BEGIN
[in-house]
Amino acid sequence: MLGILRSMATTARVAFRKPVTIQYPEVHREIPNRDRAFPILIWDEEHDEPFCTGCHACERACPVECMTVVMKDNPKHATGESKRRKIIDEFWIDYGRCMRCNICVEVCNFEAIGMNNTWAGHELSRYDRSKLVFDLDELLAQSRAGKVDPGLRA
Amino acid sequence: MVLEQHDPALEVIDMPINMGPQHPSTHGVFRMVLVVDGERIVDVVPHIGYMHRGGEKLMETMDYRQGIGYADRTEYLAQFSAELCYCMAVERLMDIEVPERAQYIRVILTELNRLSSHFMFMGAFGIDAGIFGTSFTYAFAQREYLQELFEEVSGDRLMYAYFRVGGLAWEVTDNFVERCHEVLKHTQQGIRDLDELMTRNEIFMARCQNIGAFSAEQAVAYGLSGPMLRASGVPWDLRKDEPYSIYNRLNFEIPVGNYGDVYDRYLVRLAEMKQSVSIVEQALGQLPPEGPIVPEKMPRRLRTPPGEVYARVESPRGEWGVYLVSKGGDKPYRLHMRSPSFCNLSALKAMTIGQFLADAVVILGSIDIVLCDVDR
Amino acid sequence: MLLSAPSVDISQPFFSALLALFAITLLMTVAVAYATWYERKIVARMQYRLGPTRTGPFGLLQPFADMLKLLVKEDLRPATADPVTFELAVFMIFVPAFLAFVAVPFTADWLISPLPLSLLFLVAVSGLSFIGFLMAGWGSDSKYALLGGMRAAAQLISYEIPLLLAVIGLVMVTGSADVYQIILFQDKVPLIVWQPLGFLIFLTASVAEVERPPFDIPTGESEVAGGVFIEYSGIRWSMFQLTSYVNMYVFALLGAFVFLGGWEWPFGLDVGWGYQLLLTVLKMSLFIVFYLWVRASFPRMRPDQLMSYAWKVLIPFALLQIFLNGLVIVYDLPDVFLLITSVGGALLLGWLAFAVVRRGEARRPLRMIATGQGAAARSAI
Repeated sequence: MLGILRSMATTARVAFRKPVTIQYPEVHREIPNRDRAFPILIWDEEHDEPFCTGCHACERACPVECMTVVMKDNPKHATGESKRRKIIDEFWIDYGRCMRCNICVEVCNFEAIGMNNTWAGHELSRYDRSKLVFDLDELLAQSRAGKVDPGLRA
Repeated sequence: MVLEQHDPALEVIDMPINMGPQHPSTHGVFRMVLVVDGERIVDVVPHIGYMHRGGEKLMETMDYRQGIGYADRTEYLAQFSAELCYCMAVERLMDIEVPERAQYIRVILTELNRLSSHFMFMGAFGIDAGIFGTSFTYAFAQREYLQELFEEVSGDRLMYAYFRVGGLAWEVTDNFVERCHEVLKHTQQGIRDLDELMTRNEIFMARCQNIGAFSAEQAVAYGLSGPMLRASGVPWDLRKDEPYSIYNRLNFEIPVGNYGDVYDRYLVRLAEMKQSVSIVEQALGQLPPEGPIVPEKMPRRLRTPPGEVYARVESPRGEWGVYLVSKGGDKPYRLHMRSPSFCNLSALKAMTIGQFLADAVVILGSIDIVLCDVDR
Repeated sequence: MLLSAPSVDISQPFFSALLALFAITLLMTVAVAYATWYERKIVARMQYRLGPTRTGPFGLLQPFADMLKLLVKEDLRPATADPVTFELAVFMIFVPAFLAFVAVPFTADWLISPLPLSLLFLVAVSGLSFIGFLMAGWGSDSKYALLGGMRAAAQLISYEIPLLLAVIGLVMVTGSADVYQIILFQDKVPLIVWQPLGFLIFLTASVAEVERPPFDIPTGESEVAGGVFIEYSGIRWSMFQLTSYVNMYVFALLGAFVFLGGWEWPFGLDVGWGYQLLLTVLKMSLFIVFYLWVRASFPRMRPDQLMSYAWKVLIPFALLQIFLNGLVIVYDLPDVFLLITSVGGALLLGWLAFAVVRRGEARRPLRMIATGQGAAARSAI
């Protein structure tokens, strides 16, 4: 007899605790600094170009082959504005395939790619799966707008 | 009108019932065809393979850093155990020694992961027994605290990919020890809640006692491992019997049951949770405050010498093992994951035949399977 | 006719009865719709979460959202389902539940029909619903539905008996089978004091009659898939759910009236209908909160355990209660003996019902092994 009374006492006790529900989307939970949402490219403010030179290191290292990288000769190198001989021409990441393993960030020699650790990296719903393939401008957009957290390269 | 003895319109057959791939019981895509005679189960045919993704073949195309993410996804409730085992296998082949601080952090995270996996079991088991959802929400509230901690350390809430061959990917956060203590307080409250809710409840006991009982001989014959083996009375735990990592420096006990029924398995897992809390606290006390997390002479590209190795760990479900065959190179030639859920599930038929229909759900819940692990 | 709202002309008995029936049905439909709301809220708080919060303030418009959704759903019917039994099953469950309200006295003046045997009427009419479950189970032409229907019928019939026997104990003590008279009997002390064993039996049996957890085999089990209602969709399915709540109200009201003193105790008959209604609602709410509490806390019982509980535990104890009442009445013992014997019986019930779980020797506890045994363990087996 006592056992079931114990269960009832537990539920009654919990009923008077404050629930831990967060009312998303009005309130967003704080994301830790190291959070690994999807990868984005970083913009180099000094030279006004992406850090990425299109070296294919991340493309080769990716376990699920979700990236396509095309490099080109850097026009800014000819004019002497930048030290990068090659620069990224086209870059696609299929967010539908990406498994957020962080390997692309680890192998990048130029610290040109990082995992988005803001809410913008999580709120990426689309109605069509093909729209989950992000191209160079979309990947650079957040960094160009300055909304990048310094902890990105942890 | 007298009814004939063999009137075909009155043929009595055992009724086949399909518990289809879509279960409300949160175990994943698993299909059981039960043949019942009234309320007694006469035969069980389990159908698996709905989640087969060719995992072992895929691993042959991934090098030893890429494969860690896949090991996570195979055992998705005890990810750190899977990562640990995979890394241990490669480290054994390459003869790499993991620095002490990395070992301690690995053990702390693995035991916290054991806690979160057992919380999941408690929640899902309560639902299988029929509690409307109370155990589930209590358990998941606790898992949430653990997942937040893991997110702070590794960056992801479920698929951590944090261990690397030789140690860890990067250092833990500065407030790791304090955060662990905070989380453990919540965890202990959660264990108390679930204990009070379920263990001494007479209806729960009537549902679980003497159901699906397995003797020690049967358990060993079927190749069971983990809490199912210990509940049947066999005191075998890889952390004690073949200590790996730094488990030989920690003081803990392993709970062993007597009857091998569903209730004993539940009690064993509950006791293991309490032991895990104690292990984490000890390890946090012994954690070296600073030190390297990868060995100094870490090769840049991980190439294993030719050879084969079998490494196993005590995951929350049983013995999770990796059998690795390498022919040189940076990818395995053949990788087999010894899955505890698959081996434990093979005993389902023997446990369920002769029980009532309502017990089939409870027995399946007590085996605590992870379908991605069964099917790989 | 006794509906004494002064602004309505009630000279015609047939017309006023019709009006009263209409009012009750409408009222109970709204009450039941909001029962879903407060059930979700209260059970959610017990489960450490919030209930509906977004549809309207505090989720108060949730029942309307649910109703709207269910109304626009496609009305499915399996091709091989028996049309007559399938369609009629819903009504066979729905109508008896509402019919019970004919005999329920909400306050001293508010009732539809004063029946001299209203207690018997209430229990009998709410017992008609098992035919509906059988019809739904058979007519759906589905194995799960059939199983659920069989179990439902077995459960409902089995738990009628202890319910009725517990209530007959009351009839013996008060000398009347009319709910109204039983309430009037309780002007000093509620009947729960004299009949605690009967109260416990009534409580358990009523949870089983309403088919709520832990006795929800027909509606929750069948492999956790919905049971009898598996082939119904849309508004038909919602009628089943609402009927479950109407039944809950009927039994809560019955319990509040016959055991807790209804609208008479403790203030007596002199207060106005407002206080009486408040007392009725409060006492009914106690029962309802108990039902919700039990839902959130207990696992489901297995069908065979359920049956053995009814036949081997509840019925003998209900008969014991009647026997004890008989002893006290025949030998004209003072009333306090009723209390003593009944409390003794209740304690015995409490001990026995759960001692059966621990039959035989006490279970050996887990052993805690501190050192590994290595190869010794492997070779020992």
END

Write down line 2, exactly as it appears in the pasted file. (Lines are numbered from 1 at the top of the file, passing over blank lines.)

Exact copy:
Amino acid sequence: MLGILRSMATTARVAFRKPVTIQYPEVHREIPNRDRAFPILIWDEEHDEPFCTGCHACERACPVECMTVVMKDNPKHATGESKRRKIIDEFWIDYGRCMRCNICVEVCNFEAIGMNNTWAGHELSRYDRSKLVFDLDELLAQSRAGKVDPGLRA